With more of our time and attention online, digital marketing has become an essential part of business success. Each year, the world spends 57 billion hours on a single website: Google. For MBA students, learning to seize opportunities in this digital environment is more important than ever. This is especially the case in advertising, as we are constantly navigating innovations in the digital marketing ecosystem. With the COVID-19 pandemic pushing more people and businesses to work in “chunks” rather than “atoms,” the need to go digital is urgent.
Today, Google is a technology giant and generates huge profits through online advertising. Last year, in 2021, Google’s advertising revenue reached $209.49 billion. But it wasn’t always obvious that Google would dominate. In 2000, competitors such as Yahoo dominated the search engine market. Since then, the industry has changed tremendously. Google now handles about 2 trillion search queries a year, while Yahoo handles only 33 billion a year.
It is much more difficult in the present to identify the behemoths of the future. As the rise of online search engines, advertising will be affected by emerging ideas such as the metaverse and artificial intelligence. But these concepts still need to mature. It is both a challenge and an opportunity. MBA students wishing to work in marketing, digital strategy, or entrepreneurship will need to possess the skills necessary to shape future winners in this space.
SUPERSTARS VS. UNDERDOGS
Professor Avi Goldfarb is an economist and teaches a course called “Digital Marketing” at the Rotman School of Management. Besides decades of research in this field, he is also the author of several books on topics such as The digital economy and Prediction machines: the simple economics of artificial intelligence. As part of his teaching philosophy, Professor Goldfarb believes that students should be equipped with a framework that helps them understand the opportunities and market of the digital world.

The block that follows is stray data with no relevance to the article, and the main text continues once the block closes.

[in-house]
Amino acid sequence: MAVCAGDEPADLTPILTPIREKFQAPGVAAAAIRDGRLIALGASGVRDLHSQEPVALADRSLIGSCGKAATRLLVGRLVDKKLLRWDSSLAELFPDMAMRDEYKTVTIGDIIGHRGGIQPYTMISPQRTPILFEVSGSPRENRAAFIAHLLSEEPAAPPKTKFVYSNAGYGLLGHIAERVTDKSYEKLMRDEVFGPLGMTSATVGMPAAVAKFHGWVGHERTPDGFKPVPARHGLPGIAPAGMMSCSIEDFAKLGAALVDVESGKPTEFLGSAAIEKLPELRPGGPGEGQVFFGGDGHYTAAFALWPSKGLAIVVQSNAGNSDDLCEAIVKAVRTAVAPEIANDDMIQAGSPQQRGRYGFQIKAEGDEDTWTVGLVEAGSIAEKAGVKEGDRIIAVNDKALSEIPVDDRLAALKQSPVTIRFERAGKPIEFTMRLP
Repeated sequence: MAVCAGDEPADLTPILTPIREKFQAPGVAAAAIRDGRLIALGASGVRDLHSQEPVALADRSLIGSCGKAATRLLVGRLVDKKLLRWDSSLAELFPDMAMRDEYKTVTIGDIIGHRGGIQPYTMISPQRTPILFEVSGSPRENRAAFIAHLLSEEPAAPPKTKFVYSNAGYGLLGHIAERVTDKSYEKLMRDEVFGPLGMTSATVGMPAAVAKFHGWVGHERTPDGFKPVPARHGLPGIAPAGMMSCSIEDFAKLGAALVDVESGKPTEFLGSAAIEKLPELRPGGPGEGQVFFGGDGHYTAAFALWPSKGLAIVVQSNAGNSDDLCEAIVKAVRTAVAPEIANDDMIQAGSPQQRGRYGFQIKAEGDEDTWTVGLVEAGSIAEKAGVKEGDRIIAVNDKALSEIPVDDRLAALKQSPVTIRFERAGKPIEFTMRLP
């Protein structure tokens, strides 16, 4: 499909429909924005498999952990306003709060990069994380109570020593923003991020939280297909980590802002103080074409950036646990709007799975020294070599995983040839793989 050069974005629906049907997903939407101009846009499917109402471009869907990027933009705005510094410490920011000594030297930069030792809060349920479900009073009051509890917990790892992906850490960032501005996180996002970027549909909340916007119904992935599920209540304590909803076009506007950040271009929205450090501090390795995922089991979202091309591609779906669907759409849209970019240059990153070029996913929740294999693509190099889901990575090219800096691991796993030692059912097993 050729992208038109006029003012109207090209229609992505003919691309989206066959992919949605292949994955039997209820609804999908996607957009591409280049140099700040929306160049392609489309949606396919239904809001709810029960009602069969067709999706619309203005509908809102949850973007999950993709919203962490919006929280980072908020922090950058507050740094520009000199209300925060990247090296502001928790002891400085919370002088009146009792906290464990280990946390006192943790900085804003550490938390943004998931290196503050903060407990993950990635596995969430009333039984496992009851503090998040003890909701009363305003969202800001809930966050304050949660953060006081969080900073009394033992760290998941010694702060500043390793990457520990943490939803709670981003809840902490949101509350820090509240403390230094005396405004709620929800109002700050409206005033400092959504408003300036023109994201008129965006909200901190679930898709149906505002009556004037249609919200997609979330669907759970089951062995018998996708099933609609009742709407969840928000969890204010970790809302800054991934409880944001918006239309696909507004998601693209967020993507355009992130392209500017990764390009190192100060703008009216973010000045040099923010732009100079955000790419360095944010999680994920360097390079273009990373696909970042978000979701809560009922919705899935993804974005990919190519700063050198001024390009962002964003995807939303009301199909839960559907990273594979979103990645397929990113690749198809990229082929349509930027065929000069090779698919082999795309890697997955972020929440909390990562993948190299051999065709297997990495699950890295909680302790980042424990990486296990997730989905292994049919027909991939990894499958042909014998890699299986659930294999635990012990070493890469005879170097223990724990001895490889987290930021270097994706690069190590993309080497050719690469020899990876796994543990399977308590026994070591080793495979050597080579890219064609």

Of particular interest in Goldfarb’s work was how the digital marketplace rewards “superstars” and “underdogs.” The music industry, for example, has been disrupted by falling distribution costs associated with publishing songs online. So the “superstars” would never have to suffer from stock-outs or inventory constraints. Additionally, popular songs became even more popular as they were more accessible online, especially compared to offline alternatives like CDs.
On the other hand, “outsiders” benefit from reduced research costs. Imagine that you, as a consumer, were looking for a guide to extreme ironing (it’s a real sport). It’s so obscure that before the internet you would have no idea how to find such a guide. On the other hand, the author of this guide would also have no way of finding the right customer to make a sale. With online search engines, it is so much easier to search for what we want, regardless of its rarity, and producers of niche products are rewarded in such an environment.
For this reason, “intermediate” products often struggle to compete in the digital world. For new managers, this idea may not be entirely intuitive. But the opportunities of these concepts can be identified and incorporated into management decisions. As a result, marketers and product managers can benefit from positioning their products as “superstar” or “underdog” while avoiding the pitfalls of being something in between.